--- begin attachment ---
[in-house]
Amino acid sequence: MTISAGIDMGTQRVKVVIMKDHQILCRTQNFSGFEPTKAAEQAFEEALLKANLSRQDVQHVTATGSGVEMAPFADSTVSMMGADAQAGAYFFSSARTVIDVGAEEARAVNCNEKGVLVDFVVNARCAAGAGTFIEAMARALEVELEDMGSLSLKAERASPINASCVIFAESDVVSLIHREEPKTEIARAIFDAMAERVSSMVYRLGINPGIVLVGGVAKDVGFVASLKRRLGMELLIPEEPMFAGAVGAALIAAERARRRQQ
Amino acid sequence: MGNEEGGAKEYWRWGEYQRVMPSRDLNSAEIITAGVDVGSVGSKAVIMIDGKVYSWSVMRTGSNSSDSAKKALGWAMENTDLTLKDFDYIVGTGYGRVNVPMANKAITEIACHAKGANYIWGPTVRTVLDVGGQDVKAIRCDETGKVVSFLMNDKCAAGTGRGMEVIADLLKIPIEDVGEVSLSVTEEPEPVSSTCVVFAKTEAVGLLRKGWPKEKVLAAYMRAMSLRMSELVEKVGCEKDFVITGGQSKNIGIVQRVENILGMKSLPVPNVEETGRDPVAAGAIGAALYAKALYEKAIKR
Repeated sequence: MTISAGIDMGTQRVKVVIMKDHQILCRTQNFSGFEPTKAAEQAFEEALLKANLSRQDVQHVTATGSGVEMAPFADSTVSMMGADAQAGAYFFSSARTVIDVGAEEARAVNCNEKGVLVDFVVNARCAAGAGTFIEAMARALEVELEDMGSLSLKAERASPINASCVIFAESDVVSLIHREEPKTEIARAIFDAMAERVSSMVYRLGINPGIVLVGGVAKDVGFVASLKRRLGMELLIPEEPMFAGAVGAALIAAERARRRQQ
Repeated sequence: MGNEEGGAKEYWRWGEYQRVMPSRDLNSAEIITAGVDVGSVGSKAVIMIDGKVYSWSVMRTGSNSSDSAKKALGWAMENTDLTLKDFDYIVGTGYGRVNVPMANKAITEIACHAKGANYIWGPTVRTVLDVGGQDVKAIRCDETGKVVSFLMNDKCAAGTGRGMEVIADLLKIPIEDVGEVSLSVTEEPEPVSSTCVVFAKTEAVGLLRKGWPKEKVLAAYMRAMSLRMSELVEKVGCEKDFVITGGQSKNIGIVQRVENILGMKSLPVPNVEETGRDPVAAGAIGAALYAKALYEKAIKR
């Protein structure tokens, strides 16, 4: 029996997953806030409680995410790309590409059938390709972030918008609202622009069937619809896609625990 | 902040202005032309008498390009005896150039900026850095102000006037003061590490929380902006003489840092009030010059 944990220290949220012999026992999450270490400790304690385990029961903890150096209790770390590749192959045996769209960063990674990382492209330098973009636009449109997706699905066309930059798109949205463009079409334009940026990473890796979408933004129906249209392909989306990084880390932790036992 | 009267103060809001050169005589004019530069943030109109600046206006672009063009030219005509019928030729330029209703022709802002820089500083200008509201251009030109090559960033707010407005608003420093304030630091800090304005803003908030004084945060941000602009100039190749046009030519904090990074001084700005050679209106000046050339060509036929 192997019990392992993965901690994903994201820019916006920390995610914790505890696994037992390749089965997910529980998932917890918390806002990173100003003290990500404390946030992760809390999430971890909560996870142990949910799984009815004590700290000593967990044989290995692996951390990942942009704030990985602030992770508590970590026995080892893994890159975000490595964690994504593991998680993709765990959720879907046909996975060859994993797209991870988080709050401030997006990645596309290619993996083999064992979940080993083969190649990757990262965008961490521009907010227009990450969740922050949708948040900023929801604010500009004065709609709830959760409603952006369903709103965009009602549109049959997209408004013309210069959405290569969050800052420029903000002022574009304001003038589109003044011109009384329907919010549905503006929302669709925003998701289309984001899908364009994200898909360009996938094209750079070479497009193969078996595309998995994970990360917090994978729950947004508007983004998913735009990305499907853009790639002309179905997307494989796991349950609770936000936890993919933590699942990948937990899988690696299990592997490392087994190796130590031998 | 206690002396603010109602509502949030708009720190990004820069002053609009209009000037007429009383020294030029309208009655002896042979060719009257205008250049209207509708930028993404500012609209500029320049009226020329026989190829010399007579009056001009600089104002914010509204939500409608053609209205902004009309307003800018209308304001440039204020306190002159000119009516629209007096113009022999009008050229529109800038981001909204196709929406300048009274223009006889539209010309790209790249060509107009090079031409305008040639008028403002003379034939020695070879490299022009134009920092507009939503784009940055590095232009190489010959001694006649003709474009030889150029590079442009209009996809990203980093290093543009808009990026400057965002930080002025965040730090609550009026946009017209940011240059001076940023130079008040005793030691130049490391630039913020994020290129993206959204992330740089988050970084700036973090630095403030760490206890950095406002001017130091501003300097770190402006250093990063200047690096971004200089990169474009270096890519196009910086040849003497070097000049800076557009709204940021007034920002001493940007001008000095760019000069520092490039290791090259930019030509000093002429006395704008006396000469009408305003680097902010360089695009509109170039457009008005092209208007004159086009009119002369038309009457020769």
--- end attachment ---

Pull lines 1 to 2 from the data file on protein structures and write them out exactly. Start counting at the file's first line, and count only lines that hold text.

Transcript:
[in-house]
Amino acid sequence: MTISAGIDMGTQRVKVVIMKDHQILCRTQNFSGFEPTKAAEQAFEEALLKANLSRQDVQHVTATGSGVEMAPFADSTVSMMGADAQAGAYFFSSARTVIDVGAEEARAVNCNEKGVLVDFVVNARCAAGAGTFIEAMARALEVELEDMGSLSLKAERASPINASCVIFAESDVVSLIHREEPKTEIARAIFDAMAERVSSMVYRLGINPGIVLVGGVAKDVGFVASLKRRLGMELLIPEEPMFAGAVGAALIAAERARRRQQ